The task ahead for Mike Butcher would seem formidable. Named as the Diamondbacks new pitching coach Wednesday, Butcher not only enters a new environment in the National League but also faces several critical issues.
Fired after a nearly a decade as a successful pitching coach for the Los Angeles Angels of Anaheim, Butcher eventually accepted the Diamondbacks’ offer to turn the Arizona staff around. In addition to try and find ways to address critical issues, Butcher must also transition to the National League.
There is no question the task ahead for Butcher is formidable. Butcher, at 50-years old, and a resident of the Phoenix area since 1990, needs to find ways to get new starters deep into games, eliminate the staff’s propensity for allowing home runs and try to develop strong, competitive personalities among his pitchers.
After previous pitching coach Mike Harley was fired the day after the season ended, the quest began in earnest to bring a marginal pitching staff, at best, to near equal ground with a productive offense. Butcher arrives in the desert with a history of success, but the way Arizona starters executed during the 2015 season, Butcher will have to work some magic.
“Living in the area, I’m very familiar with the players and follow the team closely,” Butcher said in a conference call with Arizona reporters Wednesday afternoon. “I see a great nucleus of young talent and I love what (manager) Chip Hale, with his baseball knowledge and energy, brings to the table.”
In his nine seasons as pitching coach with the Angels, Butcher guided nine different pitchers to the American League All-Star team. These include Francisco Rodriguez (2007-08) John Lackey (2007), Joe Saunders (2008), Ervin Santana (2008), Brian Fuentes (2009), Jered Weaver (2010-12), Jordan Walden (2011), C.J. Wilson (2012) and Hector Santiago (2015).
In addition, Butcher is credited with bringing Garrett Richards and Jered Weaver to the head of the class of American League pitchers. Butcher was one 12 to 15 potential candidates for the job and according to general manager Dave Stewart, Butcher impressed the Arizona organization with a plan and criteria for each individual pitcher. Apparently, Harkey had no such approach for an individual pitcher and instead, instructed his staff in a generic and universal approach. Things under Butcher, Stewart hinted, will be different for each pitcher will now have an individual plan for success.
Despite recent success, the Angles let Butcher, along with hitting coach and former Diamondbacks coach Don Baylor go on Oct. 15. Apparently, it didn’t take Butcher very long to land back on his feet. Admitting that he interviewed with several teams, the decision to join the Diamondbacks, Butcher pointed out, represented an opportunity to aid a growing staff and be part of what he called, “a tremendous organization.”
Immediately, Butcher pointed out the dynamics of Chase Field and how conducive the venue is for hitters. Complementing the Diamondbacks’ defense and one of the best in the majors, Butcher said his job is to have pitchers keep the ball low and give the defense an opportunity to make plays.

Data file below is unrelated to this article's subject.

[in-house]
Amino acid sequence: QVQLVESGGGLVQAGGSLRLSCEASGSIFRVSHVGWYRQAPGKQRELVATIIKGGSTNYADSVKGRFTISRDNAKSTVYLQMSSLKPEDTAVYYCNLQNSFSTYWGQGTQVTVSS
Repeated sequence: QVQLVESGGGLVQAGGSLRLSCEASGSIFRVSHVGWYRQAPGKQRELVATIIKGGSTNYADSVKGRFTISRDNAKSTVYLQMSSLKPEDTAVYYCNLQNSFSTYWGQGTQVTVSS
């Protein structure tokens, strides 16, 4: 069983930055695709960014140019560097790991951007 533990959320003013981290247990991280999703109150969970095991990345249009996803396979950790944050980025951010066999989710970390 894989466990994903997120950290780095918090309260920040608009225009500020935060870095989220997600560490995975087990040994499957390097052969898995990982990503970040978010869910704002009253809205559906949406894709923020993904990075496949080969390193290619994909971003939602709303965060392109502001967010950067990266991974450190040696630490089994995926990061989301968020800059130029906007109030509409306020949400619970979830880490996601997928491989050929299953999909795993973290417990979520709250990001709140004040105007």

Though he spend nearly the last decade in the American League, Butcher indicated he has no issue transitioning to the National League. Citing inter-league play as the core of his comment, Butcher said his former Angels’ manager Mike Scioscoa, who played 13 years with the Dodgers, is a National League manager by operation. Butcher anticipates a smooth and transparent move to the National League.
One the starters projected for the 2016 is left-hander Patrick Corbin. Coming off Tommy John surgery and eased into the Diamondbacks’ rotation by early July, Corbin said he grew stronger as the season progressed. Following a credible 6-5 record, 3.60 ERA for 16 starts last season, Corbin said he’s ready to step into the rotation. That’s good news for Butcher, who had Corbin in the Angels’ organization until Corbin was dealt to the Diamondbacks as part of a four player deal for essentially pitcher Dan Haren on July 25, 2010.
(Patrick) knows me and I know him,” Butcher said. “I know the type of person he is and the type of pitcher. I look forward to see Patrick grow and develop into a quality major league pitcher.”
At end the last season, Stewart identified Robby Ray, Rubby De La Rosa and Corbin as three with the inside track to gain a slot in the 2016 rotation. Now, Stewart said the Diamondbacks will continue to search for quality starting pitching. In that vein, Stewart identified three components of the search.
“At this point, we’re not looking for a right-hander nor a left-hander in particular,” he said. “We’re looking for a pitcher who will games. Also, we want someone will eat innings and demonstrate leadership.”
With the pitching coach now is in place, the next order of business is secure a bullpen coach. Earlier this week, Mel Stottlemyre, Jr. left as the Diamondbacks bullpen coach and named pitching coach of the Seattle Mariners. Hale indicated the process to replace Stottlemyre will include all Arizona decision-makers and a decision is expected within the next few weeks.
First baseman Paul Goldschmidt and centerfielder A. J. Pollock were named to The Sporting News 2015 National League all-star team. Other position players selected include Buster Posey (Giants) behind the plate, Dee Gordon (Marlins) at second, Brandon Crawford (Giants) at shortstop, Nolan Arenado (Rockies) at third and outfielders Andrew McCutcheon (Pirates) and Bryce Harper (Nationals).